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Pakistan Has No Utility For 26/11 Mastermind Hafiz Saeed, And Should Punish Him, Says Former Pak National Security Advisor

Durrani denied Pak government's role in the attack.

06/03/2017 2:03 PM IST | Updated 06/03/2017 5:47 PM IST
Hindustan Times via Getty Images

Pakistan's former National Security Advisor, Mahmud Ali Durrani, blamed his home country for the 26/11 Mumbai terror attack that claimed 166 lives, and said Pakistani terrorist Hafiz Saeed, accused of carrying out the deadly strikes, should be severely punished.

Durrani lashed out at Jama'at-ud-Da'wah chief Saeed and said that he had "no utility", and Pakistan "should act against him."

Durrani was addressing the 19th edition of the Asian Security Conference organised by the Institute for Defence Studies and Analyses (IDSA), a government think thank. Durrani was Pakistan's NSA during the Mumbai terror attacks, during which 10 Lashkar-e-Taiba terrorists launched coordinated attacks that lasted four days across several targets in the city, including the iconic Taj Hotel, the Chhatrapati Shivaji Terminus, the Oberoi Trident, Leopold Cafe, and the Nariman House.

India holds Hafiz Saeed, co-founder of the LeT and chief of Jama'at-ud-Da'wah, responsible for the 26/11 terror attacks. Durrani accepted that the terror strikes had originated from Pakistan but maintained that the Pakistani establishment wasn't involved.

"I can say with authority no one on the ISI — Pakistan's intelligence agency — or establishment was aware of the plan to strike in India. I had also told the US, that they are free to go after the Haqqani network inside Pakistan. We may have made some noise, but deep down we will be happy if they were to be eliminated by USA," he said.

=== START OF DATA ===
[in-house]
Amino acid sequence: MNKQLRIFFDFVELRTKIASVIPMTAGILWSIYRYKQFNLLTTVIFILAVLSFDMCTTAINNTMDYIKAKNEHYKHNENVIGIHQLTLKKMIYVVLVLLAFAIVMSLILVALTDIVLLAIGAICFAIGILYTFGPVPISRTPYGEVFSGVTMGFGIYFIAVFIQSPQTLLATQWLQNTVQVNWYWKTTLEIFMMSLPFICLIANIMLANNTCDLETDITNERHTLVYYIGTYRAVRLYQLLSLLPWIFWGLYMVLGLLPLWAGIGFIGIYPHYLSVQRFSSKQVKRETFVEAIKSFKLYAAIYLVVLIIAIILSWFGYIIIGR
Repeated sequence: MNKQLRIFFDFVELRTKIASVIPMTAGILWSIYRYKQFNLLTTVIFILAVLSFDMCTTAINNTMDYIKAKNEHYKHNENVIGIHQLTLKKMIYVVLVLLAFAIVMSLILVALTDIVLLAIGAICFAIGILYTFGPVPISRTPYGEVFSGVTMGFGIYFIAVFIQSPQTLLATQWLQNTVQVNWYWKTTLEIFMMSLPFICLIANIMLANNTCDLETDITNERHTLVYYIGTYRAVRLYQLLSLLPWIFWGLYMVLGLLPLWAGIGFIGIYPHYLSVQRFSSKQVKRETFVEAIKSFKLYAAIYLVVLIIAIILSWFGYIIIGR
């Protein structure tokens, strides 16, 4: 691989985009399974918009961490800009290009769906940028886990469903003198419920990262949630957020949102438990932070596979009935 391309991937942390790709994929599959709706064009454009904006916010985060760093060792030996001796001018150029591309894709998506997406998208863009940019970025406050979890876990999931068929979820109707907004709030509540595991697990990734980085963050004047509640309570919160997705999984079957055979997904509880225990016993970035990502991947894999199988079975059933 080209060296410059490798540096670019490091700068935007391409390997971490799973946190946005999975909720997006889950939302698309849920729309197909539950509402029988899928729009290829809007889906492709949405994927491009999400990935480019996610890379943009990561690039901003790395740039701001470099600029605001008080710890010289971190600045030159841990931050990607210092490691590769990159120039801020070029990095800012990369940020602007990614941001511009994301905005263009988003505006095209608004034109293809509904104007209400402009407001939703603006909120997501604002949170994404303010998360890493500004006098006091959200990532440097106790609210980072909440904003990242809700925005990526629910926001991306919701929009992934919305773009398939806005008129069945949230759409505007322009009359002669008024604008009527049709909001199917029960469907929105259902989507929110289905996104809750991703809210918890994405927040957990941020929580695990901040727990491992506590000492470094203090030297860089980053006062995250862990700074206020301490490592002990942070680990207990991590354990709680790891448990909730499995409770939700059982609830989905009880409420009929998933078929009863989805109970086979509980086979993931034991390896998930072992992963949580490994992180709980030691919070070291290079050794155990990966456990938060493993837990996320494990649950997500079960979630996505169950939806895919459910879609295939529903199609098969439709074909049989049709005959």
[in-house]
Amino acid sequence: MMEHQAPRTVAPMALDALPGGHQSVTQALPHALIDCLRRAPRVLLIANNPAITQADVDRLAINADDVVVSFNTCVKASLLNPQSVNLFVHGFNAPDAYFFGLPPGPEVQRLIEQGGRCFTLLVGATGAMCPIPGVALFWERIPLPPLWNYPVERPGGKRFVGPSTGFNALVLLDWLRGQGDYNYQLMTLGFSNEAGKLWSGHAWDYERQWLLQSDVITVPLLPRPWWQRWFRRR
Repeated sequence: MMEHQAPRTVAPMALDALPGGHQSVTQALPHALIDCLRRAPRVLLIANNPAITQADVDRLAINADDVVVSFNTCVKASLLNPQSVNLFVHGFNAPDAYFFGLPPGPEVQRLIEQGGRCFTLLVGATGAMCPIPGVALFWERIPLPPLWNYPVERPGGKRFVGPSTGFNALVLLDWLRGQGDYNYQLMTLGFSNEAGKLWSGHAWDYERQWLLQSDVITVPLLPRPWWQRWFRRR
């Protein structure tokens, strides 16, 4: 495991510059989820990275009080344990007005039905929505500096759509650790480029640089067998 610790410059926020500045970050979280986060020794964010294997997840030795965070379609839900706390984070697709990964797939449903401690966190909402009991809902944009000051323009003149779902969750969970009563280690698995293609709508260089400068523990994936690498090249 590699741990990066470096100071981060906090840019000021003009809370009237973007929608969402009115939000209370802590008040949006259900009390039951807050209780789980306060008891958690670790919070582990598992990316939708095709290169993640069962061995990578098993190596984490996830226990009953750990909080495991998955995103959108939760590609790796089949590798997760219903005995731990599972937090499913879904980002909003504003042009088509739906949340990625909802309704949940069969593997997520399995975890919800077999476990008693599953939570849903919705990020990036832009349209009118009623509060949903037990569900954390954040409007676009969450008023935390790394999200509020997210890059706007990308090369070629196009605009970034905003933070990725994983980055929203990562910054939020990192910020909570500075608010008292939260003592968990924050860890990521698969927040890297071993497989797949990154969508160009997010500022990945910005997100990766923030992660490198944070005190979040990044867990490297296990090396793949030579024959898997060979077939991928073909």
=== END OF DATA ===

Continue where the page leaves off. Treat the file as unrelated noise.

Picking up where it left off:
Blaming Pakistan for exporting terror, Afghanistan said some nations must be designated as "terrorist states" failing which at least "individuals" must be designated as "terrorists" to combat terror more effectively.

"If we don't have the ability to designate states, let's hold individual accountable," Mohammad Hanif Atmar, Afghanistan's National Security Advisor (NSA) said.

Making a not-so-veiled attack on Pakistan, Atmar said using one terrorist against another doesn't work. "National action against terrorism in our region is failing and there is need to address the fertile grounds available to terrorist," he said.

Recently, both Afghanistan and Pakistan have exchanged a list of wanted terrorists and training areas in each other's territory. "We have told Pakistan that you act on our list we will work on your list but there has to be third party verification," Atmar said and added that there is "no good or bad terrorist."

Atmar also said that Afghanistan would use its special forces to attack terror sanctuaries. "Our special forces are the best in the region, we have decided to go after the sanctuaries wherever they are," he said.

Defence Minister Manohar Parrikar, who also addressed the conference, called for a coordinated global action against terrorism. Such action, the Defence Minister said, should be initiated from Asia.

An Asian initiative on will put greater pressure on the rest of world. The arc of terror has been spreading across the world. "Even though there is a broad consensus on what constitutes an act of terror, a formal agreement is missing," the minister said.

He said India first submitted a proposal for comprehensive convention on international terrorism at the United Nations General Assembly in 1996 and twenty years later we continue to push and put our weight behind this aspect to shut down terror camps, ban all terror groups, and make cross border terror an extraditable offence.

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